Echoing Baum's sentiments, Kroffat said, Wayfinders Wellness captures the spirit of what makes Cochrane strong. He added it has been exciting seeing the Wayfinders Wellness Retreat gain momentum in the community.

“I think the work they’re doing is worthwhile and I think eventually once they’re working 100 per cent they’re going to provide to the community and to people in need,” Kroffat said. “They are truly serving the needs of people.”

Wayfinders Wellness will play an essential role for those healing from PTSD, he said, not only because they are raising awareness but because they are also finding a way to be sustainable in the community while remaining transparent.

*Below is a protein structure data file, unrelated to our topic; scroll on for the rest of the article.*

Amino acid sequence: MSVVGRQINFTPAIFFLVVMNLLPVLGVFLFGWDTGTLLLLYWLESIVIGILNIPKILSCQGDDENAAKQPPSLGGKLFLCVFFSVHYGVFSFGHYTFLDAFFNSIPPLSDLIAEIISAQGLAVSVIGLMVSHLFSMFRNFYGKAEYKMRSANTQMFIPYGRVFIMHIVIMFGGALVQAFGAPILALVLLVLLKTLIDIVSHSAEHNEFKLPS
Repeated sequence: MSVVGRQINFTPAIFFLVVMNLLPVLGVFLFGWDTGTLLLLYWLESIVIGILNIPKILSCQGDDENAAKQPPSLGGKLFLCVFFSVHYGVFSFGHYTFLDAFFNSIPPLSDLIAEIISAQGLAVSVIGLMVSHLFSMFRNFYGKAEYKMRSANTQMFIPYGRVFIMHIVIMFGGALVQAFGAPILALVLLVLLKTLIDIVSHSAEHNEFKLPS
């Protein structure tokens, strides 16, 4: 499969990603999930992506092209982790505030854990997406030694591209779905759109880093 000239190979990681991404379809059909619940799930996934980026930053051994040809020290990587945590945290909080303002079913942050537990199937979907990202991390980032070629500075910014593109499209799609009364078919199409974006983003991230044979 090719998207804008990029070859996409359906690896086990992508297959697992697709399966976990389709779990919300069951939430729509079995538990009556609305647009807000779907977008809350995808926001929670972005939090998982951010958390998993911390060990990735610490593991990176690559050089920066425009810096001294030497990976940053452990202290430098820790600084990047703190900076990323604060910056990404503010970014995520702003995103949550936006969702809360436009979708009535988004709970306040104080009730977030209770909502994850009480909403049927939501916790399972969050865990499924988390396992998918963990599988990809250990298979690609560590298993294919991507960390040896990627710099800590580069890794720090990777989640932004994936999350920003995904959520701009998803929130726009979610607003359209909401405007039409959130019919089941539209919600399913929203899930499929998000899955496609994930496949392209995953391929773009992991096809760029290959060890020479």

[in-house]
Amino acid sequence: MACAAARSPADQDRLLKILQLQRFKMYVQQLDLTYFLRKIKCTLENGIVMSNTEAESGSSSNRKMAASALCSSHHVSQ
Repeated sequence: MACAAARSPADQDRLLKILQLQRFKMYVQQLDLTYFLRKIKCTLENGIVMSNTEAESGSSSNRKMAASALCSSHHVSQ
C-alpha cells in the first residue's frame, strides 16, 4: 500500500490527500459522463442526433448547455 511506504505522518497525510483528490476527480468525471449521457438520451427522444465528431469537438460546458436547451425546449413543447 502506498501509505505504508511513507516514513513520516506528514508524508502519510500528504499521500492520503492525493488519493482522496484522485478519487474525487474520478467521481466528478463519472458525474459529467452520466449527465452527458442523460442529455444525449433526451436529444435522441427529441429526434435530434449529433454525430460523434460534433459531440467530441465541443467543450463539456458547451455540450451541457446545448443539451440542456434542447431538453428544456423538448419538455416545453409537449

PTSD has not always been a subject people have been willing to talk about openly, he said, and Wayfinders are helping support conversations centred on mental health.

Kroffat became personally involved with Wayfinders after sharing his personal story of PTSD. It was a hard story to share, he said, adding he went more than 25 years without uttering a word because it is an uncomfortable story to share.

“We’ve come a long way—  We’re more transparent, more open and more willing to talk about the subject matter associated with PTSD,” Kroffat said. “I think that great because  part of the healing process is to be able to talk about the things that we’re dealing with.”

Wayfinders is a “feather in the cap” for Cochrane, he said, demonstrating the community's commitment to looking after one’s neighbours even during COVID-19.

Wayfinders is continuing to build momentum, Wagman said, and are planning a series of events to commemorate the Remembrance Day season.